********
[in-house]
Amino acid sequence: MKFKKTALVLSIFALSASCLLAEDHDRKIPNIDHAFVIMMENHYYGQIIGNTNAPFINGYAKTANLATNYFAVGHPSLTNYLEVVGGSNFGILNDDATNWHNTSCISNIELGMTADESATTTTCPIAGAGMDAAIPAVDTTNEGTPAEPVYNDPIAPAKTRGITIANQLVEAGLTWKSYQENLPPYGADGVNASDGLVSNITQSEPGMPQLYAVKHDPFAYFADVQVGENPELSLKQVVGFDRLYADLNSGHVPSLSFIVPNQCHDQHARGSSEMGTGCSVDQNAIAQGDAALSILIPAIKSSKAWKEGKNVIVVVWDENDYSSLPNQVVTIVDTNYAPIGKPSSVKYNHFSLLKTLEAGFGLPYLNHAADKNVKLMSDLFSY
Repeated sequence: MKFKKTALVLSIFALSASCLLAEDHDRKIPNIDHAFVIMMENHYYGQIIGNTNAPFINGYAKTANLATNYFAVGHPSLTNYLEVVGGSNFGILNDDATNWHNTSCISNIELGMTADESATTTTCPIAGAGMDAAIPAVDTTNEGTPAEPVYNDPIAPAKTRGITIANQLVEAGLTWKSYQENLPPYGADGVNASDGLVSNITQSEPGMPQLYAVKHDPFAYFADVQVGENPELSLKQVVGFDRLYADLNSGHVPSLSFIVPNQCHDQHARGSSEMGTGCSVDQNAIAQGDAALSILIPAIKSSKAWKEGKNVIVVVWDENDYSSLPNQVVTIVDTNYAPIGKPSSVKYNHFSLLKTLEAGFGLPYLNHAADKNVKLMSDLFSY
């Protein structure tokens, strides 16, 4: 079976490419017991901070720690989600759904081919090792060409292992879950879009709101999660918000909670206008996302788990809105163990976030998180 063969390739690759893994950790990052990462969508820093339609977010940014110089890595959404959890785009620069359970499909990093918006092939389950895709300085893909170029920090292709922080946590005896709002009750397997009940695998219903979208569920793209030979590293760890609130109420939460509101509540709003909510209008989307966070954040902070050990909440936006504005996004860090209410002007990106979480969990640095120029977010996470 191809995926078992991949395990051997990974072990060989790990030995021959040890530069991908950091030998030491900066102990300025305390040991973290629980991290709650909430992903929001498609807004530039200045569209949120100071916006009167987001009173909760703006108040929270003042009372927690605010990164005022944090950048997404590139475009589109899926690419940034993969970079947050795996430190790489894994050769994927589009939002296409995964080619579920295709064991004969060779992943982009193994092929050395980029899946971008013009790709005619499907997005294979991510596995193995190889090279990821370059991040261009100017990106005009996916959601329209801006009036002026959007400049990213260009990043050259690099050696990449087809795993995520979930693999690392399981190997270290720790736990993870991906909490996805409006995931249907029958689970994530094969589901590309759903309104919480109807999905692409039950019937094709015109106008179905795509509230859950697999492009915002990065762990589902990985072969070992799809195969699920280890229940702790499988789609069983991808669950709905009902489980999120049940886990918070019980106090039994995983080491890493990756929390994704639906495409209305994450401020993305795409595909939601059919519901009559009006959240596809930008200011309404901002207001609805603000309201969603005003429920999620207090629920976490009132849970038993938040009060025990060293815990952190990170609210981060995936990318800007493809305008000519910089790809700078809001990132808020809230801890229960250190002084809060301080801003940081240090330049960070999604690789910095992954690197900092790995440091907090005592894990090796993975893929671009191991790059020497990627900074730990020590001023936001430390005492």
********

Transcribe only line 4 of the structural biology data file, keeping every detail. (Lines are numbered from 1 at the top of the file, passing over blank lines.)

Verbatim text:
């Protein structure tokens, strides 16, 4: 079976490419017991901070720690989600759904081919090792060409292992879950879009709101999660918000909670206008996302788990809105163990976030998180 063969390739690759893994950790990052990462969508820093339609977010940014110089890595959404959890785009620069359970499909990093918006092939389950895709300085893909170029920090292709922080946590005896709002009750397997009940695998219903979208569920793209030979590293760890609130109420939460509101509540709003909510209008989307966070954040902070050990909440936006504005996004860090209410002007990106979480969990640095120029977010996470 191809995926078992991949395990051997990974072990060989790990030995021959040890530069991908950091030998030491900066102990300025305390040991973290629980991290709650909430992903929001498609807004530039200045569209949120100071916006009167987001009173909760703006108040929270003042009372927690605010990164005022944090950048997404590139475009589109899926690419940034993969970079947050795996430190790489894994050769994927589009939002296409995964080619579920295709064991004969060779992943982009193994092929050395980029899946971008013009790709005619499907997005294979991510596995193995190889090279990821370059991040261009100017990106005009996916959601329209801006009036002026959007400049990213260009990043050259690099050696990449087809795993995520979930693999690392399981190997270290720790736990993870991906909490996805409006995931249907029958689970994530094969589901590309759903309104919480109807999905692409039950019937094709015109106008179905795509509230859950697999492009915002990065762990589902990985072969070992799809195969699920280890229940702790499988789609069983991808669950709905009902489980999120049940886990918070019980106090039994995983080491890493990756929390994704639906495409209305994450401020993305795409595909939601059919519901009559009006959240596809930008200011309404901002207001609805603000309201969603005003429920999620207090629920976490009132849970038993938040009060025990060293815990952190990170609210981060995936990318800007493809305008000519910089790809700078809001990132808020809230801890229960250190002084809060301080801003940081240090330049960070999604690789910095992954690197900092790995440091907090005592894990090796993975893929671009191991790059020497990627900074730990020590001023936001430390005492």